The EMIR program is a fundamental research program supported by the National Agency for Research (ANR, “Programme Blanc”). EMIR aims both at producing new experimental evidence and at exchanging ideas in order to contribute to the development of behavioral personnel economics. It started in November 2007.
Objectives : understanding the power and limitations of incentives on performance
On the one hand, the principal-agent theory has demonstrated how to design contracts that lead agents to behave as efficiently as possible when there is imperfect information about abilities or effort. On the other hand, there is some experimental evidence that the introduction of monetary incentives sometimes exerts a negligible or even a negative influence on motivation and performance, due to crowding-out effects, income targeting, choking under pressure, or social comparisons. EMIR contributes to the understanding of the relationships between incentives, motivation and performance under imperfect information. It gathers researchers interested in how economic agents solve the tension between what rationality suggests for the maximization of individual payoffs and the moral aspects of decision-making.
Members of the Consortium
The coordinator of the project is Marie Claire Villeval, Director of Research at CNRS.
Five partners are involved in the Consortium :
EMIR uses behavioral game theory that results from the willingness to blend « experimental evidence and psychology in a mathematical theory of normal strategic behavior » (Camerer, 2003). EMIR provides experimental tests of models on incentives and motivation, thanks to the REGATE-NG software and the technological platform in experimental economics at GATE.
Two international EMIR workshops have been held in December 2007 and March 2011.
Work packages, papers, and instructions
To download papers, click on their title. You can get a copy of the translated instructions by clicking on the link below the title of papers.
Current outputs :
o 19 working papers published in various series (NBER, GATE, IZA, UCSB) and disseminated via HAL and SSRN. o 67 contributions in conferences and invited seminars. o 17 original computer programs designed with the REGATE-NG software.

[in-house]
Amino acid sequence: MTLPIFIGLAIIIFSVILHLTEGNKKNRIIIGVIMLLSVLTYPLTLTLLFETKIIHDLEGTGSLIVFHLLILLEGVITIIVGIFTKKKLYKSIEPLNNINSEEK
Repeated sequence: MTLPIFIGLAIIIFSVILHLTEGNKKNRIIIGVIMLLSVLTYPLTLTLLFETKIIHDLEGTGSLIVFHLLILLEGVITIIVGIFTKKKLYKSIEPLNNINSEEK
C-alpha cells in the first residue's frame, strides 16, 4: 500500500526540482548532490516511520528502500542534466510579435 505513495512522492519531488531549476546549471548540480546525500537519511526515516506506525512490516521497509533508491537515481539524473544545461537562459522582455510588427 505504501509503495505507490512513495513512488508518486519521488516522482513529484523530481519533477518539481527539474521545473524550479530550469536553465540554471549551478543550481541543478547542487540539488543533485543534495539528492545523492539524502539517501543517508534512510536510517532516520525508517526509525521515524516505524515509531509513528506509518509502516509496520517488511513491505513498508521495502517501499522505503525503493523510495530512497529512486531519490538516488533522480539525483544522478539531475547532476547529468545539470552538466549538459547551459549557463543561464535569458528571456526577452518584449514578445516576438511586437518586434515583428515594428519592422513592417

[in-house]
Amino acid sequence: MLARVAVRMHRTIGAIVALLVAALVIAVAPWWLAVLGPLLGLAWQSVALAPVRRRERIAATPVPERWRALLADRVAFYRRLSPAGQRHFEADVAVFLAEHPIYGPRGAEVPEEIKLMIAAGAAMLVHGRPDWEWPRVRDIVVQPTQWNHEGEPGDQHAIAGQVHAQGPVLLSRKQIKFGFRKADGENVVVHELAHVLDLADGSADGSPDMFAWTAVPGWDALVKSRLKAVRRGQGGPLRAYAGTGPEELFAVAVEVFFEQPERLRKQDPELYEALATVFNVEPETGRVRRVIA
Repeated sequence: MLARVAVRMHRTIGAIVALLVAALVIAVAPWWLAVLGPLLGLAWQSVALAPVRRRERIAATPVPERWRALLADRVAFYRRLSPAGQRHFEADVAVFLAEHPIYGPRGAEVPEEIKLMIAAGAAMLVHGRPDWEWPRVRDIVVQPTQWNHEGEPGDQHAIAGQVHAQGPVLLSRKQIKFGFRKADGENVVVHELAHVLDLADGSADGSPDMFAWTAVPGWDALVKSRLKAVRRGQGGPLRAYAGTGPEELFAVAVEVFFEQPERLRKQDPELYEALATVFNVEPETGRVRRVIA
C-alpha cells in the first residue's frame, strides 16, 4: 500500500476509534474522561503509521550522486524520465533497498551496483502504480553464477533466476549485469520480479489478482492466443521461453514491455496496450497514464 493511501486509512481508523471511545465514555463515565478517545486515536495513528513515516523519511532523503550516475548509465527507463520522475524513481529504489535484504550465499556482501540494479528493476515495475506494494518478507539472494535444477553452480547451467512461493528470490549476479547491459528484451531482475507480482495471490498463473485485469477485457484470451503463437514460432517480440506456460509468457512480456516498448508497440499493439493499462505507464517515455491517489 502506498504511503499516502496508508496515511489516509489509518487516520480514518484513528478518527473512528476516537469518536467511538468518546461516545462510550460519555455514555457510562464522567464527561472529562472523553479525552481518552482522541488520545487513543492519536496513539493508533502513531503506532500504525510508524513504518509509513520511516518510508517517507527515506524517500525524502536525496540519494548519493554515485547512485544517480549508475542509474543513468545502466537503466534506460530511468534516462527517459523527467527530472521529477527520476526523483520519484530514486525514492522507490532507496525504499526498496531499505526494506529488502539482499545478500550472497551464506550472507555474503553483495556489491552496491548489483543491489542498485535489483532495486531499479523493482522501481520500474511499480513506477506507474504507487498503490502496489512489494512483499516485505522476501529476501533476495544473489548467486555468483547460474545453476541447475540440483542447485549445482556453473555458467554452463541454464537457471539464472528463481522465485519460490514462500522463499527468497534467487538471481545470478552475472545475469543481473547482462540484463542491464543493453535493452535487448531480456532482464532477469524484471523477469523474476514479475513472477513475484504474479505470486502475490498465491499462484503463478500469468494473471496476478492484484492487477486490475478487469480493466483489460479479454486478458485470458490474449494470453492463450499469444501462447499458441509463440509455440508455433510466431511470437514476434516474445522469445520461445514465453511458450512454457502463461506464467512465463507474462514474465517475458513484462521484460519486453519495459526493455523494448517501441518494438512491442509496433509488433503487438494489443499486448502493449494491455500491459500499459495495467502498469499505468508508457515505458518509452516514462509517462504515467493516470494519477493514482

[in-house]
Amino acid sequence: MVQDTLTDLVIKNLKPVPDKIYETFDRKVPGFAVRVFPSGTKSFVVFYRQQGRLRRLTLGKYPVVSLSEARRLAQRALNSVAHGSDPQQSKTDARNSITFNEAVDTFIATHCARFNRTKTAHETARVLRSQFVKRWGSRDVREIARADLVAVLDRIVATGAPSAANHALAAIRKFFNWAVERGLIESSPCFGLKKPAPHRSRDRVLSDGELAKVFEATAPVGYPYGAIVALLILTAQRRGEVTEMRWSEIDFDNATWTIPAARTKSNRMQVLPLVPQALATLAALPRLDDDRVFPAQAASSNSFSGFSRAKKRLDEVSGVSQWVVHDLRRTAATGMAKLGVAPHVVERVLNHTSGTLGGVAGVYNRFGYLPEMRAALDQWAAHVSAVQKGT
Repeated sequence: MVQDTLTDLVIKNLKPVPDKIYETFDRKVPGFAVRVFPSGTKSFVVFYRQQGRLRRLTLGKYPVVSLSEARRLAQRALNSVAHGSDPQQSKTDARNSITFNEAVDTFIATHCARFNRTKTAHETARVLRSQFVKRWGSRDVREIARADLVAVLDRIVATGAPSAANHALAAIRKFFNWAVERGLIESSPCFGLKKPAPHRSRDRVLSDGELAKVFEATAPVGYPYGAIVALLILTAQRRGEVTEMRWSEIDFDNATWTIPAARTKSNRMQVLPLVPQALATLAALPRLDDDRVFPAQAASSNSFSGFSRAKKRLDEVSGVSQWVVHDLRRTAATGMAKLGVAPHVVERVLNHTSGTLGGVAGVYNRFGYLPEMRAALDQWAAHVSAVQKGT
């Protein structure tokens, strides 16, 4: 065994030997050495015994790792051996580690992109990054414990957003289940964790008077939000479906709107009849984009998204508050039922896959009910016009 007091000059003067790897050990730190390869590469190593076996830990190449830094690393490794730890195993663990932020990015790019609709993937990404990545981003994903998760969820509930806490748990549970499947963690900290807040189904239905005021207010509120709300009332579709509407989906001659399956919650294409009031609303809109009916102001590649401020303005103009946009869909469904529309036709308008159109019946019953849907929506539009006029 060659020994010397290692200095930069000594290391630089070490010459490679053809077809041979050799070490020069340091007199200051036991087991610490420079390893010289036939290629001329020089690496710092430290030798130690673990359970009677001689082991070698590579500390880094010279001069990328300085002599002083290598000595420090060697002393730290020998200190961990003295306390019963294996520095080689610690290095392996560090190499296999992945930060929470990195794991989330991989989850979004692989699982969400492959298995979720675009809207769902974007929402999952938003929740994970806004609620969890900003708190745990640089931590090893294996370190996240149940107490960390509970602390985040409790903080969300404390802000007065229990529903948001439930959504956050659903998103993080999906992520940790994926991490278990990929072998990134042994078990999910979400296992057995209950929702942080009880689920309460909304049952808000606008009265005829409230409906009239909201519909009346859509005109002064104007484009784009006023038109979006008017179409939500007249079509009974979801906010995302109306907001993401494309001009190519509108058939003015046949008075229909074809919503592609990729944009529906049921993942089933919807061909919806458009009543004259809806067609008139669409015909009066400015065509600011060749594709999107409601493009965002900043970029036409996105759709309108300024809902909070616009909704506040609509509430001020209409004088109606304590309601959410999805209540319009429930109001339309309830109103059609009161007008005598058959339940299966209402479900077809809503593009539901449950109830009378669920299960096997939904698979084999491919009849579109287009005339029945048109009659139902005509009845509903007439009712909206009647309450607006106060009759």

Work packages :
o Competition and incentives o Incentives, principles of action, and social preferences o Incentives, goal setting and comparisons o Intermittent reinforcement and behavior persistence o Evaluation, incentives, and motivation
A) Competition and incentives
B) Incentives, principles of action, and social preferences 4. Teyssier, S. (2009). Experimental Evidence on Inequity Aversion and Self-Selection between Incentive Contracts. GATE WP 08-21. Paper - Instructions
5. Teyssier, S. (2010). Optimal Group Incentives with Social Preferences and Self-Selection. Mimeo. Paper - Instructions
7. Teyssier, S. (2011). Inequity and risk aversion in sequential public good games. Public Choice, forthcoming. DOI 10.1007/s11127-010-9735-1. Paper - Instructions
8. Rustichini, A., Villeval, M.C. (2011). L’Abito non fa il Monaco or how do people adjust their principles to their actions : An experiment. Mimeo. Paper - Instructions
C) Incentives, goal setting and comparisons
9. Charness, G., Masclet, D., Villeval, M.C. (2010). Competitive Preferences and Status as an Incentive : Experimental Evidence. IZA Discussion Paper 5034, Bonn, and GATE WP 10-16. Paper - Instructions
D) Intermittent reinforcement and behavior persistence 11. Hogarth, R.M., Villeval, M.C. (2010). Intermittent Reinforcement and the Persistence of Behavior : Experimental Evidence. IZA Discussion Paper 5103, Bonn, and GATE WP 10-18. Paper - Instructions
12. Robin, S., Strasznicka, K., Villeval, M.C. (2011). Bubbles and incentives : An experiment. Mimeo. Paper - Instructions
14. Lefebvre, M., Vieider, F. (2011). Risk Taking of Executives under Different Incentive Contracts : Experimental Evidence. Munich Discussion Paper No. 2011-7. Paper - Instructions
E) Evaluation, incentives, and motivation 17. Eriksson, T., Poulsen, A., Villeval, M.C. (2009). Feedback and Incentives : Experimental Evidence. Labour Economics, 16 (6), 679-688. Paper - Instructions